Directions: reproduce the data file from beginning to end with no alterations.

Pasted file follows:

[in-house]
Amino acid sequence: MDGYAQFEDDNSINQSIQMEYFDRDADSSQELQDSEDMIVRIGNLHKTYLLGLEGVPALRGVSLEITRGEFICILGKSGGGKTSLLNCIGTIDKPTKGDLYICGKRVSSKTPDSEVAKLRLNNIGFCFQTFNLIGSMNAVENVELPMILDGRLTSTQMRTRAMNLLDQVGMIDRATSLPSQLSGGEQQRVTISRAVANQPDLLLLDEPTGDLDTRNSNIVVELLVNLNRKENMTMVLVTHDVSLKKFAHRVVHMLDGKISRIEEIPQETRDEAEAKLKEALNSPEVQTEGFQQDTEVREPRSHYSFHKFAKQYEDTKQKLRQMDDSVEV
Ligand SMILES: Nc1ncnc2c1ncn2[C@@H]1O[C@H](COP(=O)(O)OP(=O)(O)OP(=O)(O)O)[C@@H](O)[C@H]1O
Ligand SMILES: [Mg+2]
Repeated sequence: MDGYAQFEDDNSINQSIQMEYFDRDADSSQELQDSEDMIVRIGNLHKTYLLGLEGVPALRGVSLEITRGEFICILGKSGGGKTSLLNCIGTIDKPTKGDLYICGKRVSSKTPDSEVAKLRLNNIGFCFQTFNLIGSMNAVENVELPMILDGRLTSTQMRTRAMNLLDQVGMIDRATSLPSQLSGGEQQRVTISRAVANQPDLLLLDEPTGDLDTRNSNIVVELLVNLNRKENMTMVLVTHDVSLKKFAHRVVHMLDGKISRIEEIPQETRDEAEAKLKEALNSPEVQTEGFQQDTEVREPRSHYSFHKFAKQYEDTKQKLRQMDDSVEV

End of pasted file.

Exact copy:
[in-house]
Amino acid sequence: MDGYAQFEDDNSINQSIQMEYFDRDADSSQELQDSEDMIVRIGNLHKTYLLGLEGVPALRGVSLEITRGEFICILGKSGGGKTSLLNCIGTIDKPTKGDLYICGKRVSSKTPDSEVAKLRLNNIGFCFQTFNLIGSMNAVENVELPMILDGRLTSTQMRTRAMNLLDQVGMIDRATSLPSQLSGGEQQRVTISRAVANQPDLLLLDEPTGDLDTRNSNIVVELLVNLNRKENMTMVLVTHDVSLKKFAHRVVHMLDGKISRIEEIPQETRDEAEAKLKEALNSPEVQTEGFQQDTEVREPRSHYSFHKFAKQYEDTKQKLRQMDDSVEV
Ligand SMILES: Nc1ncnc2c1ncn2[C@@H]1O[C@H](COP(=O)(O)OP(=O)(O)OP(=O)(O)O)[C@@H](O)[C@H]1O
Ligand SMILES: [Mg+2]
Repeated sequence: MDGYAQFEDDNSINQSIQMEYFDRDADSSQELQDSEDMIVRIGNLHKTYLLGLEGVPALRGVSLEITRGEFICILGKSGGGKTSLLNCIGTIDKPTKGDLYICGKRVSSKTPDSEVAKLRLNNIGFCFQTFNLIGSMNAVENVELPMILDGRLTSTQMRTRAMNLLDQVGMIDRATSLPSQLSGGEQQRVTISRAVANQPDLLLLDEPTGDLDTRNSNIVVELLVNLNRKENMTMVLVTHDVSLKKFAHRVVHMLDGKISRIEEIPQETRDEAEAKLKEALNSPEVQTEGFQQDTEVREPRSHYSFHKFAKQYEDTKQKLRQMDDSVEV